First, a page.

Political Science

POLS 1101 – American Government
Dr. John Maltese

“Government and politics in the United States, including the philosophical and constitutional foundations, political institutions such as Congress and the presidency, political practices such as voting, and civil rights and liberties.”

This was a very interesting time to take my first Political Science course at UGA.  The Patient Protection and Affordable Care Act had been signed into law in March 2010, and I was taking this class in Spring of 2012, during the height of the Supreme Court’s discussion on the constitutionality of “Obamacare”.  For my research assignment, I defended the constitutionality of the individual mandate provision:
POLS 1101 – Individual Mandate Paper

POLS 2000 – Introduction to Political Science
Dr. Scott Ainsworth

“Designed to introduce beginning students to political science. Focus will be on the study of politics, including theoretical perspectives, substantive areas, and issues in designing political research.”

For this course, I researched the role of presidential political capital on Congressional decision making.  I measured the approval rating of President George W. Bush during times of the highest, the median, and the lowest approval ratings, and compared that with Congressional roll call votes on issues that were most important to President Bush (in this case, the Iraq War, Tax Policy, and Trade).  All of the data are original data collection, from sources such as Congressional roll call votes and UC Santa Barbara’s Presidency Project.

Here are links to my work:
POLS 2000 – Political Capital Research Paper
POLS 2000 – Political Capital Data

POLS 3000 – Introduction to Political Theory 
Sean Ingham

“Political theory for students with little or no previous course work in the area. Focuses on one or more important political concepts or phenomena (e.g., power, freedom, or political ambition) and as entry-point into various approaches and literatures within the field.”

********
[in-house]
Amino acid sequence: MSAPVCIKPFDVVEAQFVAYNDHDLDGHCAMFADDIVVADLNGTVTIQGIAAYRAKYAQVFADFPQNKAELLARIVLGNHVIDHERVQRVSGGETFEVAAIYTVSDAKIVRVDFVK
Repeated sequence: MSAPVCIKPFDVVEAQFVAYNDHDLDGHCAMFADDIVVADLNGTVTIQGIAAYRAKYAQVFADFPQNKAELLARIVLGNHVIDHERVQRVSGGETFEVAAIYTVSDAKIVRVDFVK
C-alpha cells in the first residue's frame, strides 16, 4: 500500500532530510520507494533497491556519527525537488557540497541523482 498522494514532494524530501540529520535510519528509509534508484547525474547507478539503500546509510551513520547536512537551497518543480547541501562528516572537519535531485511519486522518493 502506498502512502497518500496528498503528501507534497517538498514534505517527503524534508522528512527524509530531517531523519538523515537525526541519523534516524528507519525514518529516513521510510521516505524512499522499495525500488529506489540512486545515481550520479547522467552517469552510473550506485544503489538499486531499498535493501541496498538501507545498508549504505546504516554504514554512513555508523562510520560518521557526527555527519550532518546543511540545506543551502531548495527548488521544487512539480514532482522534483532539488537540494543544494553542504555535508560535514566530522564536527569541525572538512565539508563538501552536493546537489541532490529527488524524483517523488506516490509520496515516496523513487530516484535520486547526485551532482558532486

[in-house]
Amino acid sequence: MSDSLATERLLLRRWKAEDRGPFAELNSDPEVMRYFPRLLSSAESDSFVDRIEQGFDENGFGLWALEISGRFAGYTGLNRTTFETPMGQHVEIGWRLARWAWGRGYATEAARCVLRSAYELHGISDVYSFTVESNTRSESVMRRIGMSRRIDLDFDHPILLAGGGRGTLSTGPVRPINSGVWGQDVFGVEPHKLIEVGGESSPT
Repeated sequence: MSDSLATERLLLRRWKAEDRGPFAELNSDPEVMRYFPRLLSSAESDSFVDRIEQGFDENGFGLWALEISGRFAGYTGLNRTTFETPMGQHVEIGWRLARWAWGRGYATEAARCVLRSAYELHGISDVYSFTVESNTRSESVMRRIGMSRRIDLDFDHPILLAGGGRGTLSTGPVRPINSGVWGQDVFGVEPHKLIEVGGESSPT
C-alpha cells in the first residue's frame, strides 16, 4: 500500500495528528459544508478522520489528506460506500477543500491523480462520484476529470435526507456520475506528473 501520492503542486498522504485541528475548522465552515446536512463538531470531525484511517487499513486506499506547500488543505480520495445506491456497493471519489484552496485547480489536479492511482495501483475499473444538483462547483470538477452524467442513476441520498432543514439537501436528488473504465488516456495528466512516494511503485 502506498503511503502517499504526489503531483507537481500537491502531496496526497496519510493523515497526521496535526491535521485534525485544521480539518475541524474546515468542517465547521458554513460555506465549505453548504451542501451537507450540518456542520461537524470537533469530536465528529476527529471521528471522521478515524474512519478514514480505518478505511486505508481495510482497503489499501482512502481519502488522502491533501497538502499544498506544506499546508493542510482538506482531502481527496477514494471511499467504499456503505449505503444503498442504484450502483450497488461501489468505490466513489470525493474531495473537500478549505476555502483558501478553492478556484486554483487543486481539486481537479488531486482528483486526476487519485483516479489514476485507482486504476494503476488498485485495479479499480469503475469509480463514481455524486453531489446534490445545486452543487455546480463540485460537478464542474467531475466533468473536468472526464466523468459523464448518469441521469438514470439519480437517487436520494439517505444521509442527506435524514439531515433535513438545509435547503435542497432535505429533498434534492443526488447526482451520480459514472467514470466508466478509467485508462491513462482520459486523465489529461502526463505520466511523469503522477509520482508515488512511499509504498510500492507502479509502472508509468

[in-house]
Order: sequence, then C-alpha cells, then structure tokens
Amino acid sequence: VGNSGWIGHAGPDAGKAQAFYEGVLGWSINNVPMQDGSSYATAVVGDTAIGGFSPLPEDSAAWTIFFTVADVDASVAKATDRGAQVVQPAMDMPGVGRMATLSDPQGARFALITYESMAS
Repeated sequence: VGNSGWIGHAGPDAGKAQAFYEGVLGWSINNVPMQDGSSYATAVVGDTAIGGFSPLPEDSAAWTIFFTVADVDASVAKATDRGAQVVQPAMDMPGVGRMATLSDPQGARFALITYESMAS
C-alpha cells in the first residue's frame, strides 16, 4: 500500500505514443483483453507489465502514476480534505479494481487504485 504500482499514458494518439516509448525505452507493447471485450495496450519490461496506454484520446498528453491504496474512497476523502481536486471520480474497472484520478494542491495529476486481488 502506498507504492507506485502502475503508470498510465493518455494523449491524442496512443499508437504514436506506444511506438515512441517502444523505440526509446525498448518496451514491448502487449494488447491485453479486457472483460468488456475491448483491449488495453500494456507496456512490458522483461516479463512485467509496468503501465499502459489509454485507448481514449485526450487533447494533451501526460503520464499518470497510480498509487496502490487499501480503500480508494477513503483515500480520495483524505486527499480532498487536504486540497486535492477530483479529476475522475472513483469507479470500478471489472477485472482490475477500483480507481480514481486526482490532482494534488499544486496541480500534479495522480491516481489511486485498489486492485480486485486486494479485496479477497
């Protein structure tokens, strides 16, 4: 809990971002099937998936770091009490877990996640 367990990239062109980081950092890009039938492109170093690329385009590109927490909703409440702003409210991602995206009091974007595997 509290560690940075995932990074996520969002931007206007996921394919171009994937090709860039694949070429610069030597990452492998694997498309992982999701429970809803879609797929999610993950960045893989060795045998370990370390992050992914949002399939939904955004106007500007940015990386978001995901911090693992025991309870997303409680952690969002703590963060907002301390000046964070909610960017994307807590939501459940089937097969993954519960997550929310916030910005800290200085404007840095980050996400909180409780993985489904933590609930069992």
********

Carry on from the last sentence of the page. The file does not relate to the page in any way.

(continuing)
This political theory course covered a wide range of political philosophy and used the philosophy that formed the basis of American politics to analyze modern social and political issues.  We asked critical questions, such as: what role should people play in democracy?  Does justice permit, or require, the state to redistribute wealth?  Are there conflicts between economic efficiency and justice?  These were answered from a variety of philosophical points of view, ranging from Locke to Rawls.  My written work in the course is listed below:
POLS 3000 – Locke Analysis
POLS 3000 – Nozick & Civil Rights

POLS 4010 – Political Philosophy to Machiavelli
Elliot Slane

“Selected works of such writers as Plato, Aristotle, Cicero, St. Augustine, and St. Thomas, concluding with the rejection of classical thought by Machiavelli.”

This was the first SPIA course I took that focused on philosophical political theory.  We read and analyzed works from the early prominent political thinkers listed above; I concentrated on Aristotle’s ideal state in particular for my term criticism,  This, along with my short critique of Luther, are linked below:
POLS 4010 – Aristotle Criticism
POLS 4010 – Luther Short Criticism

POLS 4530 – American Political Parties
Dr. Audrey Haynes

“Political organizations that contest elections and seek to control government in the United States. Particular emphasis will be placed on the two major political parties, as well as the future of the American party system.”

For the final work in this course, I expanded on the research that I did on the role of presidential “political capital” on Congressional decision-making.  I included the data I collected for my POLS 2000 course, as well as my new data collection over the Obama administration’s healthcare policies.

My work:
POLS 4530 – Political Capital & Healthcare Paper

POLS 4610 – The United States Presidency
Carrie Eaves

“The president of the United States, including the president’s constitutional position, theories of executive dominance and executive privilege, the president’s attempt to control the executive branch, and presidential-congressional relations.”

Much of this course involved class discussion on current issues affecting the president.  For one assignment, however, I criticized the book Why the Electoral College Is Bad for America.

This serves as an example of my writing style, and is linked below:
POLS 4610 – Edwards Criticism

POLS 4790 – Special Topics in American Politics – Political Propaganda
Dr. Audrey Haynes

“Theories and practices of political institutions, behavior, or policy making in the United States.”

The special topic for this course was political propaganda in the United States.  We compared propaganda to other forms of communication messages to understand why it is especially effective politically.  In addition, we utilized models to analyze and deconstruct common forms of propaganda in current political events.  For our final project, we worked in groups to evaluate a particular type of propaganda – ISIS terrorist propaganda.

The website for our project can be found here.